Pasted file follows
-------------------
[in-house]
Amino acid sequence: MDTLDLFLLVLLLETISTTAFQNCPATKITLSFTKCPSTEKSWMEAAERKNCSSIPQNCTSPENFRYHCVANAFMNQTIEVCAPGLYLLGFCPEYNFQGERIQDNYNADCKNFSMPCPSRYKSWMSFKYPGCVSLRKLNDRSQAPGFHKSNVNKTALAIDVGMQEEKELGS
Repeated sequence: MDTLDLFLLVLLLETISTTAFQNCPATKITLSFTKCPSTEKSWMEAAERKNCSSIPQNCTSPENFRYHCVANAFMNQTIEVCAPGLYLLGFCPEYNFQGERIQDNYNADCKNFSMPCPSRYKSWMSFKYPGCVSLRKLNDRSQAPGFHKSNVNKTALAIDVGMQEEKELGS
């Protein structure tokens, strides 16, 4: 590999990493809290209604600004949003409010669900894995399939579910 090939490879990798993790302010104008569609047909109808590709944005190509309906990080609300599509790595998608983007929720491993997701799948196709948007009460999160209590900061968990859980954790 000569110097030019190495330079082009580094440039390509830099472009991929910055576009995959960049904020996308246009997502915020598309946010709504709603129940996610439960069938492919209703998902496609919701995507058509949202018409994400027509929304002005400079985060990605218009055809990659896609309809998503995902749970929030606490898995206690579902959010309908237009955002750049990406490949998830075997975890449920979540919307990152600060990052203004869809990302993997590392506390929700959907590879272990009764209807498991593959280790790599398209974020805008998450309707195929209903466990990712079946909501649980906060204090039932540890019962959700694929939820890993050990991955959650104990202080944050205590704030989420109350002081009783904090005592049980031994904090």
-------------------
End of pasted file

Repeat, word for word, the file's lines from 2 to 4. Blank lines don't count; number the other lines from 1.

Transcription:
Amino acid sequence: MDTLDLFLLVLLLETISTTAFQNCPATKITLSFTKCPSTEKSWMEAAERKNCSSIPQNCTSPENFRYHCVANAFMNQTIEVCAPGLYLLGFCPEYNFQGERIQDNYNADCKNFSMPCPSRYKSWMSFKYPGCVSLRKLNDRSQAPGFHKSNVNKTALAIDVGMQEEKELGS
Repeated sequence: MDTLDLFLLVLLLETISTTAFQNCPATKITLSFTKCPSTEKSWMEAAERKNCSSIPQNCTSPENFRYHCVANAFMNQTIEVCAPGLYLLGFCPEYNFQGERIQDNYNADCKNFSMPCPSRYKSWMSFKYPGCVSLRKLNDRSQAPGFHKSNVNKTALAIDVGMQEEKELGS
């Protein structure tokens, strides 16, 4: 590999990493809290209604600004949003409010669900894995399939579910 090939490879990798993790302010104008569609047909109808590709944005190509309906990080609300599509790595998608983007929720491993997701799948196709948007009460999160209590900061968990859980954790 000569110097030019190495330079082009580094440039390509830099472009991929910055576009995959960049904020996308246009997502915020598309946010709504709603129940996610439960069938492919209703998902496609919701995507058509949202018409994400027509929304002005400079985060990605218009055809990659896609309809998503995902749970929030606490898995206690579902959010309908237009955002750049990406490949998830075997975890449920979540919307990152600060990052203004869809990302993997590392506390929700959907590879272990009764209807498991593959280790790599398209974020805008998450309707195929209903466990990712079946909501649980906060204090039932540890019962959700694929939820890993050990991955959650104990202080944050205590704030989420109350002081009783904090005592049980031994904090």